the things that pass
premiere 16 Sep 2016
This coproduction with Toneelhuis and the Ruhrtriënnale will be created at the Ruhrtriënnale in September and will be performed in Amsterdam from December onwards.
Directing The hidden force, Ivo van Hove got rid of the image that had been stuck to Couperus since the 1970s. Not a costume drama in The Hague, no tempo dulu (the good old days). But he did get straight to the core of this visionary novel: the culture of the west, irreconcilable with that of the east.
The second project is based on the majestic psychological novel Old people and the things that pass (1906). Couperus imagined an ‘appalling and dreadful tragedy’. We see how a hushed-up murder of passion in the Dutch East Indies continues to have a devastating influence on the family of the elderly Ottilie and Takma. The hushing up of their adulterous relationship and the murder of Ottilie’s husband leave deep traces in the consecutive generations, who are trapped in an unresolved past.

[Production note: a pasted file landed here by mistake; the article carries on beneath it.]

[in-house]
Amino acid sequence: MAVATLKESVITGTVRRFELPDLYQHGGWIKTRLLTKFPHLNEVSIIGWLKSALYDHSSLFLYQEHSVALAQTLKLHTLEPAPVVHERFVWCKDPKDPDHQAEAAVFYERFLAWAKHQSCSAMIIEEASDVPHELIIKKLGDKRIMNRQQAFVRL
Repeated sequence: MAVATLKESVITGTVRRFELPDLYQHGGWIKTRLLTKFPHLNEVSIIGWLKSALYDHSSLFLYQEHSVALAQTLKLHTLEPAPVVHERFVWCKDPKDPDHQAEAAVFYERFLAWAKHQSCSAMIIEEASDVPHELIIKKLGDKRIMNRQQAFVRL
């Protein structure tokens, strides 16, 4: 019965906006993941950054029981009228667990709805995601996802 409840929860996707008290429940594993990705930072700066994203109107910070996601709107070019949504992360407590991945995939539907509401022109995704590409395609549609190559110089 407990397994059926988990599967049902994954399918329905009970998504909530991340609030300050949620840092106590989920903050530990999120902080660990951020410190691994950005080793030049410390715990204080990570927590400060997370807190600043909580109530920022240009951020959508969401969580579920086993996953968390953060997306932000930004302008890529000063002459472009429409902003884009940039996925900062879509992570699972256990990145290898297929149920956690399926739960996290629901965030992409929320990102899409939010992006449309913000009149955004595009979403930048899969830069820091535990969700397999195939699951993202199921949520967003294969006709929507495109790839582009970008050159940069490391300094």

Lot and Elly are the youngest members of this doomed family. They hope to be able to free themselves from the stranglehold of The Hague, but arrive back home disillusioned after their honeymoon in Italy. There is no escaping this family that is damaged by horrible secrets that should never become known.
Just like in The hidden force, Couperus shows that he is far ahead of his time. He paints the portrait of a modern family that does not cohere and is literally spread out to all the corners of the world. The family members struggle with their lustfulness, their faith, dreams of material happiness and mutual jealousy. A family where almost nobody dares to give in to their deepest wishes and desires, to be who they really are.
Ivo van Hove about The things that pass
‘Hasn’t the family lasted long enough? That is the lamentation of Lot in The things that pass. At the end, sick and tired of a life that hasn’t been lived, he comes to a shocking conclusion: ‘A different time will come. A different generation. A time will come when people leave each other, torment each other, and still think it can’t be otherwise, that it is fine, because it is what needs to happen.’ In Louis Couperus’s The Hague, it is impossible to follow your real desires, impossible to be yourself. It is a world of wandering men and women in a prison-like society. A large choir. A swansong. Couperus rouses us. This world needs to be changed!’